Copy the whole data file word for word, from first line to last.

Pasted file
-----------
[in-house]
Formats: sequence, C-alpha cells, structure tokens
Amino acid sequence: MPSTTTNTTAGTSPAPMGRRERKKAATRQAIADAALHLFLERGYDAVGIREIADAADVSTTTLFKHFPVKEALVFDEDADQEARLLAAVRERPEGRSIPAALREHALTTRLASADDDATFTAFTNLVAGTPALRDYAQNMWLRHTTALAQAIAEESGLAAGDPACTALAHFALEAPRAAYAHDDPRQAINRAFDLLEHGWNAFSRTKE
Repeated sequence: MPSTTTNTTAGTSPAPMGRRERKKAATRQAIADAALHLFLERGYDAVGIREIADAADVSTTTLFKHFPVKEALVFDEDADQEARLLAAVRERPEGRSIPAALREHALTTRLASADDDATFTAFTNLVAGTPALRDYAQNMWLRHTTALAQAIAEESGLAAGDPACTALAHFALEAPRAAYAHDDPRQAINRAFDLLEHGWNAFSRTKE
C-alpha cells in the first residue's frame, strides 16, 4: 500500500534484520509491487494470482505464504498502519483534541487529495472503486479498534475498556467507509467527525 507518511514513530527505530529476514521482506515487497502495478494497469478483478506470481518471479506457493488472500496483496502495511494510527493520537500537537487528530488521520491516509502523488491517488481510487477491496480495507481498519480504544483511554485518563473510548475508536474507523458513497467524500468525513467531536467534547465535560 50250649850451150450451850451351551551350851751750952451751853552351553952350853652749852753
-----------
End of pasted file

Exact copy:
[in-house]
Formats: sequence, C-alpha cells, structure tokens
Amino acid sequence: MPSTTTNTTAGTSPAPMGRRERKKAATRQAIADAALHLFLERGYDAVGIREIADAADVSTTTLFKHFPVKEALVFDEDADQEARLLAAVRERPEGRSIPAALREHALTTRLASADDDATFTAFTNLVAGTPALRDYAQNMWLRHTTALAQAIAEESGLAAGDPACTALAHFALEAPRAAYAHDDPRQAINRAFDLLEHGWNAFSRTKE
Repeated sequence: MPSTTTNTTAGTSPAPMGRRERKKAATRQAIADAALHLFLERGYDAVGIREIADAADVSTTTLFKHFPVKEALVFDEDADQEARLLAAVRERPEGRSIPAALREHALTTRLASADDDATFTAFTNLVAGTPALRDYAQNMWLRHTTALAQAIAEESGLAAGDPACTALAHFALEAPRAAYAHDDPRQAINRAFDLLEHGWNAFSRTKE
C-alpha cells in the first residue's frame, strides 16, 4: 500500500534484520509491487494470482505464504498502519483534541487529495472503486479498534475498556467507509467527525 507518511514513530527505530529476514521482506515487497502495478494497469478483478506470481518471479506457493488472500496483496502495511494510527493520537500537537487528530488521520491516509502523488491517488481510487477491496480495507481498519480504544483511554485518563473510548475508536474507523458513497467524500468525513467531536467534547465535560 50250649850451150450451850451351551551350851751750952451751853552351553952350853652749852753